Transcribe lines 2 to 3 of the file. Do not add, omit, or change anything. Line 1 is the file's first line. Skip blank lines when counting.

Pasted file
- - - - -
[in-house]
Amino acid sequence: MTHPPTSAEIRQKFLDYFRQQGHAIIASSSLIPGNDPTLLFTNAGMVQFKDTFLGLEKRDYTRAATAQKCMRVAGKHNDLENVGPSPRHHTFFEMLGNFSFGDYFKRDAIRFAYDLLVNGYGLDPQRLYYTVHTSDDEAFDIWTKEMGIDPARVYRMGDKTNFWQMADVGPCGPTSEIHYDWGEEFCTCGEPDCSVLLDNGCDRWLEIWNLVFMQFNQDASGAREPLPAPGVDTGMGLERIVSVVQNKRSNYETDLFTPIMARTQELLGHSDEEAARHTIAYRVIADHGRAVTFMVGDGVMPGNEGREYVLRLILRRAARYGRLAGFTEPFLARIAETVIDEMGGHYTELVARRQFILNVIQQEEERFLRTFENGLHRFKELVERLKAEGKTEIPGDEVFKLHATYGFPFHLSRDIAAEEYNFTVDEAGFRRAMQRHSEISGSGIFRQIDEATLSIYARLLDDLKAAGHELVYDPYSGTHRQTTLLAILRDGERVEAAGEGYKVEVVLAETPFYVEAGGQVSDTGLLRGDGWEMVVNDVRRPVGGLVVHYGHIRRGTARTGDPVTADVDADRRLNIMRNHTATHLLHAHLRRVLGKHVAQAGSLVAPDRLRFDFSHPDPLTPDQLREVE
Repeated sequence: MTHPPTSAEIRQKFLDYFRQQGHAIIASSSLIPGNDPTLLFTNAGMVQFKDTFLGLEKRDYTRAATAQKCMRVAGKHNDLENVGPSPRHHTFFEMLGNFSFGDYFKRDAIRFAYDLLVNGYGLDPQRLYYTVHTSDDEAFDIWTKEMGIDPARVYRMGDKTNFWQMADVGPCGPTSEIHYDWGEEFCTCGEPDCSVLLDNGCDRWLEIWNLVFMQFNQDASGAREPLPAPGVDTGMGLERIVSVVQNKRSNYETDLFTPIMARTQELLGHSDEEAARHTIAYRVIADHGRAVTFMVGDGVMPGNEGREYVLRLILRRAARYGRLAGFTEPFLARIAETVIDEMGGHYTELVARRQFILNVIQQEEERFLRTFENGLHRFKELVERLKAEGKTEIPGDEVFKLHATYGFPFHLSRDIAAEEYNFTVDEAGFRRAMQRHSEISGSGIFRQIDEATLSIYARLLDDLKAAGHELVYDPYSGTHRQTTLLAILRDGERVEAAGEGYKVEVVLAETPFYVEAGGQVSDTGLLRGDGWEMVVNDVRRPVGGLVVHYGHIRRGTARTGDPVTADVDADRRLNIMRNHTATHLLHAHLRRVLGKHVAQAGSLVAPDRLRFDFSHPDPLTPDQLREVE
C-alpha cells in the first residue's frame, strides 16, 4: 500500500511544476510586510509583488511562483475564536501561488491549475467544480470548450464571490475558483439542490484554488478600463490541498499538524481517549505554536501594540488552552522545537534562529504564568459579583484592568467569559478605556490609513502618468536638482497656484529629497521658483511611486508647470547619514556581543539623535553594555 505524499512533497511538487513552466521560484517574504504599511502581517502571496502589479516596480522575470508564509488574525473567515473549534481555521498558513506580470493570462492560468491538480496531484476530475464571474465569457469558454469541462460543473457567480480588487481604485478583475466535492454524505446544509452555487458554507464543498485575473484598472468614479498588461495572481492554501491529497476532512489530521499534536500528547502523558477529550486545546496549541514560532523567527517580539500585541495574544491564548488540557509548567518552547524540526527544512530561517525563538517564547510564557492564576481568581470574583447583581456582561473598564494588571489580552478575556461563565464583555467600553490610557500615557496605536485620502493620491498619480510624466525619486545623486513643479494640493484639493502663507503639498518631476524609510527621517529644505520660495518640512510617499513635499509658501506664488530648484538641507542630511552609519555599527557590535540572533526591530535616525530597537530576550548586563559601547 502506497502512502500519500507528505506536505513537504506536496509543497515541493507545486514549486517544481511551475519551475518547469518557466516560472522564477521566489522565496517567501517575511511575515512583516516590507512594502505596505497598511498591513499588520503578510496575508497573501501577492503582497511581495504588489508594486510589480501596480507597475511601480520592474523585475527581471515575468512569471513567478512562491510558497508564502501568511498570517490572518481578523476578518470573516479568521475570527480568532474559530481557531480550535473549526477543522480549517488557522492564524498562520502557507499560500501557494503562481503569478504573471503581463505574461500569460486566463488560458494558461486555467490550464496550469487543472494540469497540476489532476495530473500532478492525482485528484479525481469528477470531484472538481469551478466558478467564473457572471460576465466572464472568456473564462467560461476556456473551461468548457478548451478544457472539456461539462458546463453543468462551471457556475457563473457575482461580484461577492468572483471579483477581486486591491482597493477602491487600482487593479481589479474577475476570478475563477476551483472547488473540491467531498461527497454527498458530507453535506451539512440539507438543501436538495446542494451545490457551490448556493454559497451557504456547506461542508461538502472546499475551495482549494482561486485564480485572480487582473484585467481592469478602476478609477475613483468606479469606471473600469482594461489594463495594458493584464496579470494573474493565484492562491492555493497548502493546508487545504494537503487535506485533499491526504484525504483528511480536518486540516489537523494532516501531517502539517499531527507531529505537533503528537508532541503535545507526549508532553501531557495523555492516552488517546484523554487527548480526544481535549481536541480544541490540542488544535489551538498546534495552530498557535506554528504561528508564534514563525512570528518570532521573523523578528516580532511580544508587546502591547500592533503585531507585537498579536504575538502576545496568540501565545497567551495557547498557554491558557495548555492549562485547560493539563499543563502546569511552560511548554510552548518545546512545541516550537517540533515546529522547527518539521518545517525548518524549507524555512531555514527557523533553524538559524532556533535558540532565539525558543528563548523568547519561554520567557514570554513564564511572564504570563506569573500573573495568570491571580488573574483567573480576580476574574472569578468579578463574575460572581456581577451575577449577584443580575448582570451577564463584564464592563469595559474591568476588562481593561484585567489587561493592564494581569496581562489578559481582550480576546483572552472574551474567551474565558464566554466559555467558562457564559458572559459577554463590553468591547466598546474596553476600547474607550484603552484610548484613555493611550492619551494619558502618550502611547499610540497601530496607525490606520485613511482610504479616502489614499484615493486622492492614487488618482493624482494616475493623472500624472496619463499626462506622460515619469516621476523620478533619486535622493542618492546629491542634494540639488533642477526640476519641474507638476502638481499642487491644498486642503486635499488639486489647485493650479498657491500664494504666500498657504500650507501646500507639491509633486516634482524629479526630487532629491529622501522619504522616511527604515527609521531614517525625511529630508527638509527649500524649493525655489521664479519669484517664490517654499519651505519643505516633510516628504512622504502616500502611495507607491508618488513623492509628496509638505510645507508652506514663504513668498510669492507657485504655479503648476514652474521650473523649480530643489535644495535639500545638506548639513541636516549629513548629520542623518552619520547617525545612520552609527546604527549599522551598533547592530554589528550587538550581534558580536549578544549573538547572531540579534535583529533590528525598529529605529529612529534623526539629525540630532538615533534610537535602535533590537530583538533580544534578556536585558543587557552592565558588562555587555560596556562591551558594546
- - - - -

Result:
Amino acid sequence: MTHPPTSAEIRQKFLDYFRQQGHAIIASSSLIPGNDPTLLFTNAGMVQFKDTFLGLEKRDYTRAATAQKCMRVAGKHNDLENVGPSPRHHTFFEMLGNFSFGDYFKRDAIRFAYDLLVNGYGLDPQRLYYTVHTSDDEAFDIWTKEMGIDPARVYRMGDKTNFWQMADVGPCGPTSEIHYDWGEEFCTCGEPDCSVLLDNGCDRWLEIWNLVFMQFNQDASGAREPLPAPGVDTGMGLERIVSVVQNKRSNYETDLFTPIMARTQELLGHSDEEAARHTIAYRVIADHGRAVTFMVGDGVMPGNEGREYVLRLILRRAARYGRLAGFTEPFLARIAETVIDEMGGHYTELVARRQFILNVIQQEEERFLRTFENGLHRFKELVERLKAEGKTEIPGDEVFKLHATYGFPFHLSRDIAAEEYNFTVDEAGFRRAMQRHSEISGSGIFRQIDEATLSIYARLLDDLKAAGHELVYDPYSGTHRQTTLLAILRDGERVEAAGEGYKVEVVLAETPFYVEAGGQVSDTGLLRGDGWEMVVNDVRRPVGGLVVHYGHIRRGTARTGDPVTADVDADRRLNIMRNHTATHLLHAHLRRVLGKHVAQAGSLVAPDRLRFDFSHPDPLTPDQLREVE
Repeated sequence: MTHPPTSAEIRQKFLDYFRQQGHAIIASSSLIPGNDPTLLFTNAGMVQFKDTFLGLEKRDYTRAATAQKCMRVAGKHNDLENVGPSPRHHTFFEMLGNFSFGDYFKRDAIRFAYDLLVNGYGLDPQRLYYTVHTSDDEAFDIWTKEMGIDPARVYRMGDKTNFWQMADVGPCGPTSEIHYDWGEEFCTCGEPDCSVLLDNGCDRWLEIWNLVFMQFNQDASGAREPLPAPGVDTGMGLERIVSVVQNKRSNYETDLFTPIMARTQELLGHSDEEAARHTIAYRVIADHGRAVTFMVGDGVMPGNEGREYVLRLILRRAARYGRLAGFTEPFLARIAETVIDEMGGHYTELVARRQFILNVIQQEEERFLRTFENGLHRFKELVERLKAEGKTEIPGDEVFKLHATYGFPFHLSRDIAAEEYNFTVDEAGFRRAMQRHSEISGSGIFRQIDEATLSIYARLLDDLKAAGHELVYDPYSGTHRQTTLLAILRDGERVEAAGEGYKVEVVLAETPFYVEAGGQVSDTGLLRGDGWEMVVNDVRRPVGGLVVHYGHIRRGTARTGDPVTADVDADRRLNIMRNHTATHLLHAHLRRVLGKHVAQAGSLVAPDRLRFDFSHPDPLTPDQLREVE